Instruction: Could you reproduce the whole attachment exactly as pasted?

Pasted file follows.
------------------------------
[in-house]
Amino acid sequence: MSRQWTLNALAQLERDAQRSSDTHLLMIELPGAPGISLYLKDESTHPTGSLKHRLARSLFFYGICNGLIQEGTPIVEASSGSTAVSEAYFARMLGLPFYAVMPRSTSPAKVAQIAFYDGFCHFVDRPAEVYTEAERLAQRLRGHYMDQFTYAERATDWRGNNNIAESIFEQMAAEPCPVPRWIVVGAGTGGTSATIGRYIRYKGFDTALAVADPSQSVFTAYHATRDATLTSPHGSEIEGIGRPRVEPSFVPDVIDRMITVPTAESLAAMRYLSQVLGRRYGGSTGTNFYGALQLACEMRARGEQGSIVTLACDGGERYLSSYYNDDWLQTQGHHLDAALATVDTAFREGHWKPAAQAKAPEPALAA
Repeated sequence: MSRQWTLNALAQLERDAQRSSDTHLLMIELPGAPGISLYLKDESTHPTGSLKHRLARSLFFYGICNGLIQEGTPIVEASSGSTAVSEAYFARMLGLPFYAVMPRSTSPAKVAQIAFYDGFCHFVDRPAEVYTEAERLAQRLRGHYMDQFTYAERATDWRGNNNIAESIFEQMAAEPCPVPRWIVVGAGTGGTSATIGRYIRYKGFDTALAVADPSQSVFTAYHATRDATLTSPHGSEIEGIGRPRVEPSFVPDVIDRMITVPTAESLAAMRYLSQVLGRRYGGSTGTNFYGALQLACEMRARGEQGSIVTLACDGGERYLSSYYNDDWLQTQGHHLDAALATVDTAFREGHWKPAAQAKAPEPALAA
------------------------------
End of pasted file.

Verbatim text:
[in-house]
Amino acid sequence: MSRQWTLNALAQLERDAQRSSDTHLLMIELPGAPGISLYLKDESTHPTGSLKHRLARSLFFYGICNGLIQEGTPIVEASSGSTAVSEAYFARMLGLPFYAVMPRSTSPAKVAQIAFYDGFCHFVDRPAEVYTEAERLAQRLRGHYMDQFTYAERATDWRGNNNIAESIFEQMAAEPCPVPRWIVVGAGTGGTSATIGRYIRYKGFDTALAVADPSQSVFTAYHATRDATLTSPHGSEIEGIGRPRVEPSFVPDVIDRMITVPTAESLAAMRYLSQVLGRRYGGSTGTNFYGALQLACEMRARGEQGSIVTLACDGGERYLSSYYNDDWLQTQGHHLDAALATVDTAFREGHWKPAAQAKAPEPALAA
Repeated sequence: MSRQWTLNALAQLERDAQRSSDTHLLMIELPGAPGISLYLKDESTHPTGSLKHRLARSLFFYGICNGLIQEGTPIVEASSGSTAVSEAYFARMLGLPFYAVMPRSTSPAKVAQIAFYDGFCHFVDRPAEVYTEAERLAQRLRGHYMDQFTYAERATDWRGNNNIAESIFEQMAAEPCPVPRWIVVGAGTGGTSATIGRYIRYKGFDTALAVADPSQSVFTAYHATRDATLTSPHGSEIEGIGRPRVEPSFVPDVIDRMITVPTAESLAAMRYLSQVLGRRYGGSTGTNFYGALQLACEMRARGEQGSIVTLACDGGERYLSSYYNDDWLQTQGHHLDAALATVDTAFREGHWKPAAQAKAPEPALAA